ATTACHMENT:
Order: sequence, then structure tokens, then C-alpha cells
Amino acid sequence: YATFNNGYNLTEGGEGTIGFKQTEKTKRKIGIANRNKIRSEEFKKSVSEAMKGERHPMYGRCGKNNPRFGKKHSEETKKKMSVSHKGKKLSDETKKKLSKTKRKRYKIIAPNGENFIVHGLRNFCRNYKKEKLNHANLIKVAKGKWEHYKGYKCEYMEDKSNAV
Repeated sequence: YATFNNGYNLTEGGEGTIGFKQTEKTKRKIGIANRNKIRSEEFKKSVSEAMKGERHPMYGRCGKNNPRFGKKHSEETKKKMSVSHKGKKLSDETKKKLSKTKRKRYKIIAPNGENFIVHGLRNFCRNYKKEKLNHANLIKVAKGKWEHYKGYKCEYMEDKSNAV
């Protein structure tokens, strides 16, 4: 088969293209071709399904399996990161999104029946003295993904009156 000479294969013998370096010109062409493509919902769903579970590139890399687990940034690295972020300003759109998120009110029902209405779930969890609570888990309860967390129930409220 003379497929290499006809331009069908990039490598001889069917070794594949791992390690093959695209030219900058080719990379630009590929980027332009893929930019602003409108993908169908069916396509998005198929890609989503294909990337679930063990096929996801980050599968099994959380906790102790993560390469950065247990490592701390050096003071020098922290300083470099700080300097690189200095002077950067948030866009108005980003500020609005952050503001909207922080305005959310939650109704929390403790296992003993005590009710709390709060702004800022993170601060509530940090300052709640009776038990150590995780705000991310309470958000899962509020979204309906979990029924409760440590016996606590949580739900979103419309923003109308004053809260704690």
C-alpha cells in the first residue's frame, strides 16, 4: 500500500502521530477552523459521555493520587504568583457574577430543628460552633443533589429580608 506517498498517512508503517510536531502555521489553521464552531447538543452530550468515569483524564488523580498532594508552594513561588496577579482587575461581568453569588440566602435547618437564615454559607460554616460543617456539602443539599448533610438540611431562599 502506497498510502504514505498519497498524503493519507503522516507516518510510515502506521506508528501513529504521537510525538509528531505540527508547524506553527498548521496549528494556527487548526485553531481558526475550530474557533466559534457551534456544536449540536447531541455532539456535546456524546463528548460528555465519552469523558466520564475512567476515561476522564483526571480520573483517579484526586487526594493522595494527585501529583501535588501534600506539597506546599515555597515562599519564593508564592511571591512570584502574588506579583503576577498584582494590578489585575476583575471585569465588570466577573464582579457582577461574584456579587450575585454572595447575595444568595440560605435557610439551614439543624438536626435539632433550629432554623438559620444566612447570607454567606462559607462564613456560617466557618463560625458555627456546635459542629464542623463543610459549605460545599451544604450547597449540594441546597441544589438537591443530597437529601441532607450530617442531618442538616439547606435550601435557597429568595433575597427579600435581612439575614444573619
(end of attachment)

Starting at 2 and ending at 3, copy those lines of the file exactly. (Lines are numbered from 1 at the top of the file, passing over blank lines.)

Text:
Amino acid sequence: YATFNNGYNLTEGGEGTIGFKQTEKTKRKIGIANRNKIRSEEFKKSVSEAMKGERHPMYGRCGKNNPRFGKKHSEETKKKMSVSHKGKKLSDETKKKLSKTKRKRYKIIAPNGENFIVHGLRNFCRNYKKEKLNHANLIKVAKGKWEHYKGYKCEYMEDKSNAV
Repeated sequence: YATFNNGYNLTEGGEGTIGFKQTEKTKRKIGIANRNKIRSEEFKKSVSEAMKGERHPMYGRCGKNNPRFGKKHSEETKKKMSVSHKGKKLSDETKKKLSKTKRKRYKIIAPNGENFIVHGLRNFCRNYKKEKLNHANLIKVAKGKWEHYKGYKCEYMEDKSNAV